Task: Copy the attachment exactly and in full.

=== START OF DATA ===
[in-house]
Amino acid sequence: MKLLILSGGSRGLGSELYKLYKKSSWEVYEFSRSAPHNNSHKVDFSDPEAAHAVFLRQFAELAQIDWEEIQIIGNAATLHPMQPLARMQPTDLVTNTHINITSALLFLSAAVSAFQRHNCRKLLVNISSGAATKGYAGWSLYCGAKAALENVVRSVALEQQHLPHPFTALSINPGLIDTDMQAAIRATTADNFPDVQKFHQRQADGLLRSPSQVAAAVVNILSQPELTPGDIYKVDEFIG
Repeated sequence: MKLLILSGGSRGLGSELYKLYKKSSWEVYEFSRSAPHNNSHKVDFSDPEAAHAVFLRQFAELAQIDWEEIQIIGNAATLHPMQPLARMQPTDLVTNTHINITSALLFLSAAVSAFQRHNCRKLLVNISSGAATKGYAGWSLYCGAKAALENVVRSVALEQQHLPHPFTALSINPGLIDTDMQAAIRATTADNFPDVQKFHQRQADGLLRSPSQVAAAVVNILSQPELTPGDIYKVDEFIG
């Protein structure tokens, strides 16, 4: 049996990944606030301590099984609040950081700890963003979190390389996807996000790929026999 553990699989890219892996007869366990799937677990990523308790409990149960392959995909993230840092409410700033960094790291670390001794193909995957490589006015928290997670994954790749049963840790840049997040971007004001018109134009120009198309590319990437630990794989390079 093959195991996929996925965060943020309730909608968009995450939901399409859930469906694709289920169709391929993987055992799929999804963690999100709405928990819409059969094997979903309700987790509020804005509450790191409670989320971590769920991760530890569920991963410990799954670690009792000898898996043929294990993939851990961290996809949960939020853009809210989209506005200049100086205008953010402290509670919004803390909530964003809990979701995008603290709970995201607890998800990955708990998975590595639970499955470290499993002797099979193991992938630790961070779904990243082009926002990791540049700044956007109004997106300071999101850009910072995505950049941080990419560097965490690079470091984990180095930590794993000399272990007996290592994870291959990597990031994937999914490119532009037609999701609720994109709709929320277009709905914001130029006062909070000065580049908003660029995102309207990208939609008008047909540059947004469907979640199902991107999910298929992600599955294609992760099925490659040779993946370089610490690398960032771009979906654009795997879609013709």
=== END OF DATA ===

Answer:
[in-house]
Amino acid sequence: MKLLILSGGSRGLGSELYKLYKKSSWEVYEFSRSAPHNNSHKVDFSDPEAAHAVFLRQFAELAQIDWEEIQIIGNAATLHPMQPLARMQPTDLVTNTHINITSALLFLSAAVSAFQRHNCRKLLVNISSGAATKGYAGWSLYCGAKAALENVVRSVALEQQHLPHPFTALSINPGLIDTDMQAAIRATTADNFPDVQKFHQRQADGLLRSPSQVAAAVVNILSQPELTPGDIYKVDEFIG
Repeated sequence: MKLLILSGGSRGLGSELYKLYKKSSWEVYEFSRSAPHNNSHKVDFSDPEAAHAVFLRQFAELAQIDWEEIQIIGNAATLHPMQPLARMQPTDLVTNTHINITSALLFLSAAVSAFQRHNCRKLLVNISSGAATKGYAGWSLYCGAKAALENVVRSVALEQQHLPHPFTALSINPGLIDTDMQAAIRATTADNFPDVQKFHQRQADGLLRSPSQVAAAVVNILSQPELTPGDIYKVDEFIG
């Protein structure tokens, strides 16, 4: 049996990944606030301590099984609040950081700890963003979190390389996807996000790929026999 553990699989890219892996007869366990799937677990990523308790409990149960392959995909993230840092409410700033960094790291670390001794193909995957490589006015928290997670994954790749049963840790840049997040971007004001018109134009120009198309590319990437630990794989390079 093959195991996929996925965060943020309730909608968009995450939901399409859930469906694709289920169709391929993987055992799929999804963690999100709405928990819409059969094997979903309700987790509020804005509450790191409670989320971590769920991760530890569920991963410990799954670690009792000898898996043929294990993939851990961290996809949960939020853009809210989209506005200049100086205008953010402290509670919004803390909530964003809990979701995008603290709970995201607890998800990955708990998975590595639970499955470290499993002797099979193991992938630790961070779904990243082009926002990791540049700044956007109004997106300071999101850009910072995505950049941080990419560097965490690079470091984990180095930590794993000399272990007996290592994870291959990597990031994937999914490119532009037609999701609720994109709709929320277009709905914001130029006062909070000065580049908003660029995102309207990208939609008008047909540059947004469907979640199902991107999910298929992600599955294609992760099925490659040779993946370089610490690398960032771009979906654009795997879609013709």